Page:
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A/D Board Tutorial
Slideshow Contents
Introduction
Typical A/D Board Architecture
A/D Chip Technology
Resolution and Input Range
Input Bandwidth
Input Channel Configurations
Differential Input Simulation
A/D Sampling Methods
A/D Triggers
Sampling Sequences
Data Transfer to Memory
Interrupt Timing
Source Impedance
Source Impedance - Solution
Calibration
Autocalibration
Comparison Test: Autocalibration vs. Manual Calibration
Results: Autocalibration vs. Manual Calibration
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A/D Chip Technology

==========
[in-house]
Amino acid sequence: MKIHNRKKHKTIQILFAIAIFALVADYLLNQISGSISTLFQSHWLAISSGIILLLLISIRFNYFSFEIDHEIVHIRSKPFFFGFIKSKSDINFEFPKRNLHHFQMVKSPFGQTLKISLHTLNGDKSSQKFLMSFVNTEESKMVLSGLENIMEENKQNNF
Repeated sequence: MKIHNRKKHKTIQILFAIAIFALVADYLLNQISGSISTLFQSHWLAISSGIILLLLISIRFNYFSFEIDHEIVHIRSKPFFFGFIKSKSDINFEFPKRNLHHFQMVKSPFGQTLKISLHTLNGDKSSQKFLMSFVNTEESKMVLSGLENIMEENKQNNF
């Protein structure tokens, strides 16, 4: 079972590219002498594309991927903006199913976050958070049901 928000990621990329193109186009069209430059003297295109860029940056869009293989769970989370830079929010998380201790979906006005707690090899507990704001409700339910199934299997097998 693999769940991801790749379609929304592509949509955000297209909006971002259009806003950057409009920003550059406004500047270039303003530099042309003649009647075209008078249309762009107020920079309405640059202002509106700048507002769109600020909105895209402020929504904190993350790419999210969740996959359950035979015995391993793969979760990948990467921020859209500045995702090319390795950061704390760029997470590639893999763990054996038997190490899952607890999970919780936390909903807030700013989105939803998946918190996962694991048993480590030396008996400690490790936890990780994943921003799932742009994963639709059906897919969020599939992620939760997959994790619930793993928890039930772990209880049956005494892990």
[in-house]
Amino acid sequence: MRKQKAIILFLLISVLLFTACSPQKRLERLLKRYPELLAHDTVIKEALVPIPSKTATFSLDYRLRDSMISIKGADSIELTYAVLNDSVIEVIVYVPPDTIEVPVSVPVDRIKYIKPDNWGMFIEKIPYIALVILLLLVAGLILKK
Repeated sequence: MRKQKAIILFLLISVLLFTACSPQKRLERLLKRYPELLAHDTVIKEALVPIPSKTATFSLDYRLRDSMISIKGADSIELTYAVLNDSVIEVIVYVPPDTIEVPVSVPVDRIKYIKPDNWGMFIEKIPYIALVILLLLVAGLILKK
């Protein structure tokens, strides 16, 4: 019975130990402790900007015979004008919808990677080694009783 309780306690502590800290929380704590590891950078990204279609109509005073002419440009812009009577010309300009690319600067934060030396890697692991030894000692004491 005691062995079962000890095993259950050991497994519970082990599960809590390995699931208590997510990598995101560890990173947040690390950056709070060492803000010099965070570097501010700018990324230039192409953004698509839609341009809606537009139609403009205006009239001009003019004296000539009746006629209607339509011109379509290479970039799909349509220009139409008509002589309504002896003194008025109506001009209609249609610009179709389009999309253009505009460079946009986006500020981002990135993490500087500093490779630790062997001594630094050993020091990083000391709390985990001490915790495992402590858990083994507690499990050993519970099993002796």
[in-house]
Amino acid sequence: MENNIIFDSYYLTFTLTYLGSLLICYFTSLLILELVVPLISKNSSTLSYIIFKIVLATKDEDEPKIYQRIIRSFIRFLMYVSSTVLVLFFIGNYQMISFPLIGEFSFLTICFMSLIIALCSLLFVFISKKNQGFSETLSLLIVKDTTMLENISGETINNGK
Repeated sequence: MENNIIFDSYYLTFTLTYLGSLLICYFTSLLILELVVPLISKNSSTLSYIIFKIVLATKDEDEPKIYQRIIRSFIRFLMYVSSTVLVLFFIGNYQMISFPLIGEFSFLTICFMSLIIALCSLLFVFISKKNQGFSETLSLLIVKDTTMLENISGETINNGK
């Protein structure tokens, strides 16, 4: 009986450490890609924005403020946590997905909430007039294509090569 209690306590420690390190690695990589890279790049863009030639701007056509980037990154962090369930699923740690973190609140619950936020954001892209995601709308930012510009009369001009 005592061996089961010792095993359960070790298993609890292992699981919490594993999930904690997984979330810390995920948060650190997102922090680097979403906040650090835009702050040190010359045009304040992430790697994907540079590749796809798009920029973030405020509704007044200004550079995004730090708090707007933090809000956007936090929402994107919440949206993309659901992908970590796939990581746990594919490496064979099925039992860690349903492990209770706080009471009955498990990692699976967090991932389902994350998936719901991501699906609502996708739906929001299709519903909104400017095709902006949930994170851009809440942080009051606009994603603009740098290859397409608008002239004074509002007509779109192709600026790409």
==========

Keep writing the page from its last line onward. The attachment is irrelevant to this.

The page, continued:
The most common type of A/D converter is the Successive Approximation Converter. This device actually contains a D/A, an analog comparator, and a state machine. Through a series of successive tests, the D/A walks through each bit, setting it to 1 and then checking if the resulting output value is less than or greater than the input signal. The result of the comparison dictates whether the bit stays a 1 or returns to 0. Then the circuit moves on to the next bit. After all bits have been tested in this manner, the resulting final value is the closest approximation to the input signal voltage. This final value is returned as the A/D conveter's digital value.